Particular attention was given to lead and cadmium ions in evaluating the characteristics of the assembly for environmental analysis. This was partly to avoid the common difficulties of intermetallic compound formation between copper and zinc in liquid mercury. Typical results are shown in Table 1. Several points can be made. First, linear ranges are up to ~100 nmol L-1 in all cases and detection limits (calculated as 3s) are close to 5 nmol L-1. Secondly, the evident difference in sensitivity for lead and cadmium found at the bare MTFE is further enhanced at the NCMTFE and at the RAM-NCMTFE.

 

 

The microelectrode characteristics of RAM electrodes led to a decrease by a factor of at least 1.5 in detection limit, according to the metal ion, and sensitivity as a function of normalised area was higher compared with larger electrodes. This calculation was based on the geometric areas of the glassy carbon electrode and of the carbon fibres, since both are covered by hemispherical droplets. Further details may be found in9.

Strategy for environmental analysis

Good discrimination against surfactants - detergents, polyelectrolytes and proteins - has been demonstrated for Nafion films, as exemplified in Figure 3 for cadmium ions. This shows that any stripping signal decrease is not sufficiently large so as to significantly affect the detection limit. For comparison, at a bare MTFE in the absence of the Nafion film, and for a surfactant concentration of 5 mL, the values of (Ip/Ip,max) decrease to 31% for Triton X-100, 72% for SDS and 81% for protein standard; the values with the Nafion film are 82%, 86% and 94%, respectively. Thus, important benefits arise from coating the electrode with the Nafion film in all cases, particularly so for Triton X-100 detergent.

 

An additional potential problem which could arise in applications is due to variations in stripping signal between different coated electrodes11, which may reach 10%. However, since the standard addition technique is used to determine the levels of these trace metal ions, such differences are unimportant.

Spiking the sample solution also minimises alterations to the sample matrix, and must be used in combination with a strategy for minimisation of the influence of copper-zinc intermetallic compounds and arises from the stability of such compounds in liquid mercury and the fact that the signal forstripping, i.e. oxidation, of copper-zinc and of copper are virtually coincident on the potential scale. This influence is more evident in mercury thin-film electrodes than in hanging or static mercury drops, owing to the higher concentration of dissolved metals after the pre-concentration step of the anodic stripping voltammetry experiment in the former case. The problem is best resolved by carrying out two consecutive experiments. In the first (deposition potential -1.3V), if a stripping signal at the potential for copper does not appear, then it can be inferred that there is no detectable level of labile copper ion present in the sample. If a signal appears, then a second experiment must be done at a less negative pre-concentration deposition potential, at which zinc ions are not deposited, say -1.0 V, to give the copper level, with no contribution from Cu-Zn. In this second case, by judicious standard addition procedure, the zinc concentration can be inferred by subtracting the copper concentration from the total copper plus zinc concentration. This is simpler than the addition of gallium ions to suppress copper-zinc intermetallic compound formation12.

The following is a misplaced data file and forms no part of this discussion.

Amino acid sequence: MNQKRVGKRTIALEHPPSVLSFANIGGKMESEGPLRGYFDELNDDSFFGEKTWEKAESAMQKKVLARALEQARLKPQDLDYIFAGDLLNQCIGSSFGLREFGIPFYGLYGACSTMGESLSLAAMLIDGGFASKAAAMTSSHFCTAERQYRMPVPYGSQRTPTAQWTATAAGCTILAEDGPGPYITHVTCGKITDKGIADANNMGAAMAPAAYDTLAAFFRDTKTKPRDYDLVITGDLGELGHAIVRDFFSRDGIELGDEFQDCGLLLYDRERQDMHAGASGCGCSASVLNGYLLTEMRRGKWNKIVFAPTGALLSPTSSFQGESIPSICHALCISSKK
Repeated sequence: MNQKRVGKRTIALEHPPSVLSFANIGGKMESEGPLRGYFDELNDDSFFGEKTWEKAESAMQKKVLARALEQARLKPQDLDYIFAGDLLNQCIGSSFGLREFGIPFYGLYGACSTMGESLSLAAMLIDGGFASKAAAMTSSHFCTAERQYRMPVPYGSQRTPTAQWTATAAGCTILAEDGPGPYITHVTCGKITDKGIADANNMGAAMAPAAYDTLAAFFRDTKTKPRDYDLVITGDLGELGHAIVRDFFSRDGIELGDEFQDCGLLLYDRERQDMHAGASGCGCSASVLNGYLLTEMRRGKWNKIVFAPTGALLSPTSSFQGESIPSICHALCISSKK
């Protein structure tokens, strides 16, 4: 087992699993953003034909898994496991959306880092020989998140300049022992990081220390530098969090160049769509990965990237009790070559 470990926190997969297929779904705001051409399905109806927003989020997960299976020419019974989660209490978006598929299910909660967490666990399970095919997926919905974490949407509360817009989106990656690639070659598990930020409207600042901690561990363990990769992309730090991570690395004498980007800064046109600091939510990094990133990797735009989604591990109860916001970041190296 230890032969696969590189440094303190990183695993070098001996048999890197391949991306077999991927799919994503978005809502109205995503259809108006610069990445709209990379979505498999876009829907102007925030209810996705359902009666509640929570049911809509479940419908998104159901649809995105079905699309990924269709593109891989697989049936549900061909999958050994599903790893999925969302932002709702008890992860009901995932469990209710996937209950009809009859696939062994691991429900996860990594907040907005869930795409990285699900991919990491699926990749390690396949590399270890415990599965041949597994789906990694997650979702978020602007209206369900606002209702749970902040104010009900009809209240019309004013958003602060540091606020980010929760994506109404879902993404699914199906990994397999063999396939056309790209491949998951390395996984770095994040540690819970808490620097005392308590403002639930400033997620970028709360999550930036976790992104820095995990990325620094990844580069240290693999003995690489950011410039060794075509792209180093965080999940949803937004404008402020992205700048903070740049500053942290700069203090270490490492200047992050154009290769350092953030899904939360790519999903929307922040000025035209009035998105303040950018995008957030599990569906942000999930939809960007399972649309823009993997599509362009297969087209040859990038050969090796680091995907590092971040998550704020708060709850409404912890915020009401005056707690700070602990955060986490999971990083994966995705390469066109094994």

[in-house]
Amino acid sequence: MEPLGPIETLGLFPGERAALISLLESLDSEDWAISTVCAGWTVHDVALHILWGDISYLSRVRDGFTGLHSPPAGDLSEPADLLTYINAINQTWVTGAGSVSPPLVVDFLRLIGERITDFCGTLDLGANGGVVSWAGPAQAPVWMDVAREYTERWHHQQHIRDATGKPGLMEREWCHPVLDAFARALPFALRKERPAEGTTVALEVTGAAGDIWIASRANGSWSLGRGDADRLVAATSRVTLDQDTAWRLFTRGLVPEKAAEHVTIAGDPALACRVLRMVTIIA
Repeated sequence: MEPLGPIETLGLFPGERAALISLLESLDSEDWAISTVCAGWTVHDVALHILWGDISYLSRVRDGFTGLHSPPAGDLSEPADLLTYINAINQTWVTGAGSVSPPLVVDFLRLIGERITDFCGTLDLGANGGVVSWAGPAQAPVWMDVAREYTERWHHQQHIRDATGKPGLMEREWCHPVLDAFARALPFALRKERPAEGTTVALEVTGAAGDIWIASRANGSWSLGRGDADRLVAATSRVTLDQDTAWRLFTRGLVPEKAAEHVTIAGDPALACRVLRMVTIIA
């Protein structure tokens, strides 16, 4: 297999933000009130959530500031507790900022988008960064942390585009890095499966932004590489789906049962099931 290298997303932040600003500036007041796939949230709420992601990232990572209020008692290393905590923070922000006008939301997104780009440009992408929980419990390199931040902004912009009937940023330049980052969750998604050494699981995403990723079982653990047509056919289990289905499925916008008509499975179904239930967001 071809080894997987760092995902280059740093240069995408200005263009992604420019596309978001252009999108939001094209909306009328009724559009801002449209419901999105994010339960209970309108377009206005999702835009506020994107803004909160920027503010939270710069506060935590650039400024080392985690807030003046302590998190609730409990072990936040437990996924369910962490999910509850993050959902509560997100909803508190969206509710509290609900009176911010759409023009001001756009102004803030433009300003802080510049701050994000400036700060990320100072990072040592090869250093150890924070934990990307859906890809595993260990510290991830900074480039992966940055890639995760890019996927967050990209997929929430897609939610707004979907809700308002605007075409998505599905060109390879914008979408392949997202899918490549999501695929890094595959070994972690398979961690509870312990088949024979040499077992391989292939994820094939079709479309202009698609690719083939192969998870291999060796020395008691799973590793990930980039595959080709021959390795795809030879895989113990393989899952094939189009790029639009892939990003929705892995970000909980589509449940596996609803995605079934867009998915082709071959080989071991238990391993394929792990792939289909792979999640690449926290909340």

Additionally, if clean electrolyte is injected between injections of sample then there is no decrease in response with time. This is due to removal of any potential contaminants from the zone of the electrode surface, as depicted in Figure 2. Apart from the evident convective flow, it can also be explained theoretically by the wall-jet characteristics of the experimental assembly13 - only solution from the jet of incoming solution can reach the electrode surface by convection.

Environmental analyses

Various samples were collected from clean river water and effluent of industrial origin in an open-air stream, the solutions having a grey aspect in the latter cases. They were kept in polypropylene bottles. The NCMTFE was used for the BIA-SWASV measurements to be described below, although the RAM-NCMTFE was also demonstrated to give good results. Metal ion levels were determined immediately after collection and after digestion in nitric acid for 48 hours at a pH value just below 2. Figure 4 exemplifies the results from three of these samples both in mol L-1 and in µg L-1. The reason for the two representations is that, although the electrochemical results are directly related to molar concentrations, toxicity limits are generally specified in terms of w/v, and thus it is easier to compare the latter with the literature. There are noticeable effects on the relative levels if the atomic weights are rather different, as Figure 4 demonstrates. The absence of any bar means that the level of the ion concerned is below the detection limit of 5 nmol L-1.